A fragile plant that is difficult to grow, Caladium enlivens houses and gardens with its unique foliage.
Key Caladium facts:
Common: elephant ears
Type: indoor plant
Height: 36 to 40 inches (0.8 to 1 meter) indoors, 13 feet (4 meters) in the wild
Exposure: Very well-lit – Soil: soil mix – Foliage: evergreen
Planting and repotting a Caladium plant
Upon purchasing, if the pot is too small, proceed to repot the plant so that it may grow adequately.
Container caladium: how to re-pot it:
After the first planting, every 2 or 3 years and preferably in spring, repot your caladium in a pot of a slightly larger size.
- Caladium roots hate having too much water.
Double-check that the pot has a hole in the bottom.
Increase drainage with a layer of gravel or clay pebbles along the bottom of the pot, to make water flow through more easily.
- Good soil mix is needed.
Caladium, when it lives indoors, needs soil mix because that is the only source for the nutrients it feeds on.
Where to place your Caladium at home
- It is vulnerable to excess sun that might dry the plant up.
The more light a caladium receives, the nicer its foliage.
- Absolutely avoid setting it near heat sources such as radiators, because moisture is what this tropical plant needs most.
Ideal temperatures are around 68 to 70° F (20 to 21° C).
Make sure to break the clump apart without wounding the tubers if you want to propagate more than one new plant. Indeed, roots form tubers from the base of each leaf cluster.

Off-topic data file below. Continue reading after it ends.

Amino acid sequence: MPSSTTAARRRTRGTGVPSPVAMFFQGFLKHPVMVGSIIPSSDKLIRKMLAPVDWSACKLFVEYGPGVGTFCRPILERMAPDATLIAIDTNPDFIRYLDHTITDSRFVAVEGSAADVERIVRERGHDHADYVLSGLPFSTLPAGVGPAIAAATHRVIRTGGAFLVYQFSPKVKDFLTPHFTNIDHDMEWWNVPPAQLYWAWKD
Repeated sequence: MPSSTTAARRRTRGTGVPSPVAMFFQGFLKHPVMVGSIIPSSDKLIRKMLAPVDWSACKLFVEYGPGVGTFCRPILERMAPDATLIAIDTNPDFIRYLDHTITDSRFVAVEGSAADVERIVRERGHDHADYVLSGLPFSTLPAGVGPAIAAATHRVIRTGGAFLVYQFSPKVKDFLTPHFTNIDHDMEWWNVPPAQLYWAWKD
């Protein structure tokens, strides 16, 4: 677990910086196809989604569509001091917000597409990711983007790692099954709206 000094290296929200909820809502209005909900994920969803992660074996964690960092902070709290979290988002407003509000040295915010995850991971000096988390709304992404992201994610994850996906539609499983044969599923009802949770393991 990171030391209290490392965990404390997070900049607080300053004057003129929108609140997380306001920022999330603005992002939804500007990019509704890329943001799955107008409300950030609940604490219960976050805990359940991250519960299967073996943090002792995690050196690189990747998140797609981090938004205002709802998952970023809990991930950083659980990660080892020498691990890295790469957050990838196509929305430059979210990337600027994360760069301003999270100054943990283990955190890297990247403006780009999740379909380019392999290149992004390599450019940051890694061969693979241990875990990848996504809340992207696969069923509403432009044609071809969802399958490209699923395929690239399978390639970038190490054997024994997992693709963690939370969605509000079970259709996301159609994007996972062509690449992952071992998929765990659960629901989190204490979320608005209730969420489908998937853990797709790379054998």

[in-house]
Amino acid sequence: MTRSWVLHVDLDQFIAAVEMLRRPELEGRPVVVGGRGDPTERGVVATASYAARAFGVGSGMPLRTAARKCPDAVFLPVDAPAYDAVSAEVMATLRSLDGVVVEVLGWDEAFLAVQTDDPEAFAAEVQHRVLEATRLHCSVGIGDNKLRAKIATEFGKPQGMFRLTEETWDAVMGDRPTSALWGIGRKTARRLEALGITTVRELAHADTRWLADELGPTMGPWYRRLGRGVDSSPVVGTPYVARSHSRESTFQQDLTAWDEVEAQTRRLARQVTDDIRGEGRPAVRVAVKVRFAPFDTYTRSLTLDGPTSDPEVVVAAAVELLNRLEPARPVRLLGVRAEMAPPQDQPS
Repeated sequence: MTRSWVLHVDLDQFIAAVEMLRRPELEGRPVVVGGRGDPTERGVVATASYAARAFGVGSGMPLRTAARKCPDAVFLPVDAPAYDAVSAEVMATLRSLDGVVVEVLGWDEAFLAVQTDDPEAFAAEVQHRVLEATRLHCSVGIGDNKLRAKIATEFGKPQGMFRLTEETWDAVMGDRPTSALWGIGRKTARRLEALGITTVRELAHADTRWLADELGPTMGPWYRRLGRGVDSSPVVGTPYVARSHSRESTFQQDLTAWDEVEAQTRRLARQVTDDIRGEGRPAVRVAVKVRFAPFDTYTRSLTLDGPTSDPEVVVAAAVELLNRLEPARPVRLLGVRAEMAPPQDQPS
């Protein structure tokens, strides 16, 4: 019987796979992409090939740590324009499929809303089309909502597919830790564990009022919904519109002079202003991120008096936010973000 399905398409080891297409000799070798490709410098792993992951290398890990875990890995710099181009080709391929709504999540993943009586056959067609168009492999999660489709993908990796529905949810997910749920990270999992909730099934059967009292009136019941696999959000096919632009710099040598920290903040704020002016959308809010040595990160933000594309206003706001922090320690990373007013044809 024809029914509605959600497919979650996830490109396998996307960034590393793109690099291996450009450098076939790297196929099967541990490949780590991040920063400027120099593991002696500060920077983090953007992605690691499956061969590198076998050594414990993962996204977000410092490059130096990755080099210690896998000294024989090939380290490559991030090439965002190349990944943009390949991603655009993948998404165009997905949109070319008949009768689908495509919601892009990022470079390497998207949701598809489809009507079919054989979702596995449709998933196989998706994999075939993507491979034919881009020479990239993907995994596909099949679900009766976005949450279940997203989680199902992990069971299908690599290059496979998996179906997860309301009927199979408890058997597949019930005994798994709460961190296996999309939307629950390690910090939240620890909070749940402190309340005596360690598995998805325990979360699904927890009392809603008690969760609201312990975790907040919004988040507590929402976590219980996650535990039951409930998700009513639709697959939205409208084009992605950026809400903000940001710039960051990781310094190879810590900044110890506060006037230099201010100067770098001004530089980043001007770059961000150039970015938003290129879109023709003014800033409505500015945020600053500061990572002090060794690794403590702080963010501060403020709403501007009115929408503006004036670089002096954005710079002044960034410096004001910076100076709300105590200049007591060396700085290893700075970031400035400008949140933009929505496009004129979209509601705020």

Some Caladium varieties, like taro, are edible when prepared correctly! Most aren’t, however.
Trimming and caring for Caladium
At the end of winter, if your caladium has lost many leaves, feel free to cut the foliage back entirely, this will stimulate the sending of new shoots and will rejuvenate your plant: you’ll have lush, fresh leaves again.
Remove damaged leaves regularly by snipping them off at the base.
Watering your Caladium
All year long, and especially during summer, spray water on the leaves to recreate the moisture levels of its natural habitat.
Watering in spring and summer
Keep the soil mix a bit moist and check that water drains properly.
Add leaf plant liquid fertilizer every 8 to 15 days during the growing phase.
- Spray the leaves on a regular basis with calcium-free water.
Watering your Caladium in fall and winter
Reduce watering and wait for the soil to be dry before watering again.
Stop adding fertilizer.
Typical Caladium diseases
Learn more about the Caladium plant
There are two main types of Caladium plants:
- Strap-leaf: dense clumps, shorter overall, slightly more cold hardy. Leaves are narrower and sharper.
- Fancy-leaf: taller growth, with heart-shaped leaves that grow quite large if well fed and watered (12 inches or 30 cm!)
Both have beautiful cultivars. For instance, the Fancy-leaved “Candidum” is white with greenish veins, and the ‘Pink Gem’ is a short, salmon-colored strap-leaved variety.
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Smart tip about caladium
A fabulous indoor plant, caladium is nonetheless poisonous. The entire plant from root to leaf is toxic both if ingested and in case of prolonged skin contact.
It must be handled with gloves to avoid risking intoxication.